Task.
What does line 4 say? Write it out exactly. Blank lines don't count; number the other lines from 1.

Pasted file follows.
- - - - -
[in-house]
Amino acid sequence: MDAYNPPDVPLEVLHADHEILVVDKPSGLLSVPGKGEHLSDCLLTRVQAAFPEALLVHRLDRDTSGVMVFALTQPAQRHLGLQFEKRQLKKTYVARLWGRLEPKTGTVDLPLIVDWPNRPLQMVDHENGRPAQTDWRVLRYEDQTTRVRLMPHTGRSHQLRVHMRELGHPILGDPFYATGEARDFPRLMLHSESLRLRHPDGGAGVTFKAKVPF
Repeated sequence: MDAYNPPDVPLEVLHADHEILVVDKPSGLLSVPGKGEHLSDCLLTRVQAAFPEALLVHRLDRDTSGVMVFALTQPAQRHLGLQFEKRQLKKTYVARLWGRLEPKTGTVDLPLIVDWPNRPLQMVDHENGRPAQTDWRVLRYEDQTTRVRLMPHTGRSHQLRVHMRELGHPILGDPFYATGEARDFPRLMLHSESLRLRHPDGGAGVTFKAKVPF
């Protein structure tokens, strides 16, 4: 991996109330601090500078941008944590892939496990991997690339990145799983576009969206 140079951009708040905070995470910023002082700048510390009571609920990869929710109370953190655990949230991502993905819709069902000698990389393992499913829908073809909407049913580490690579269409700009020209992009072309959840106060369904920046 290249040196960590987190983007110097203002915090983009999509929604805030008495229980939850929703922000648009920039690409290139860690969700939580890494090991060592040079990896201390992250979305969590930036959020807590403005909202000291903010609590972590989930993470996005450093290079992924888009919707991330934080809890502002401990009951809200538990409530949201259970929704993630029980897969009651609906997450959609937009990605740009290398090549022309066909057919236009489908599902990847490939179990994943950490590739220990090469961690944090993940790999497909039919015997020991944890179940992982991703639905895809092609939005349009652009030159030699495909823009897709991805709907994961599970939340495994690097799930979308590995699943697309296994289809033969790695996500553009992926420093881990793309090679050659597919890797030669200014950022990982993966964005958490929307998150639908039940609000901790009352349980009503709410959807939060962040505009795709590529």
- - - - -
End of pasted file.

């Protein structure tokens, strides 16, 4: 991996109330601090500078941008944590892939496990991997690339990145799983576009969206 140079951009708040905070995470910023002082700048510390009571609920990869929710109370953190655990949230991502993905819709069902000698990389393992499913829908073809909407049913580490690579269409700009020209992009072309959840106060369904920046 290249040196960590987190983007110097203002915090983009999509929604805030008495229980939850929703922000648009920039690409290139860690969700939580890494090991060592040079990896201390992250979305969590930036959020807590403005909202000291903010609590972590989930993470996005450093290079992924888009919707991330934080809890502002401990009951809200538990409530949201259970929704993630029980897969009651609906997450959609937009990605740009290398090549022309066909057919236009489908599902990847490939179990994943950490590739220990090469961690944090993940790999497909039919015997020991944890179940992982991703639905895809092609939005349009652009030159030699495909823009897709991805709907994961599970939340495994690097799930979308590995699943697309296994289809033969790695996500553009992926420093881990793309090679050659597919890797030669200014950022990982993966964005958490929307998150639908039940609000901790009352349980009503709410959807939060962040505009795709590529």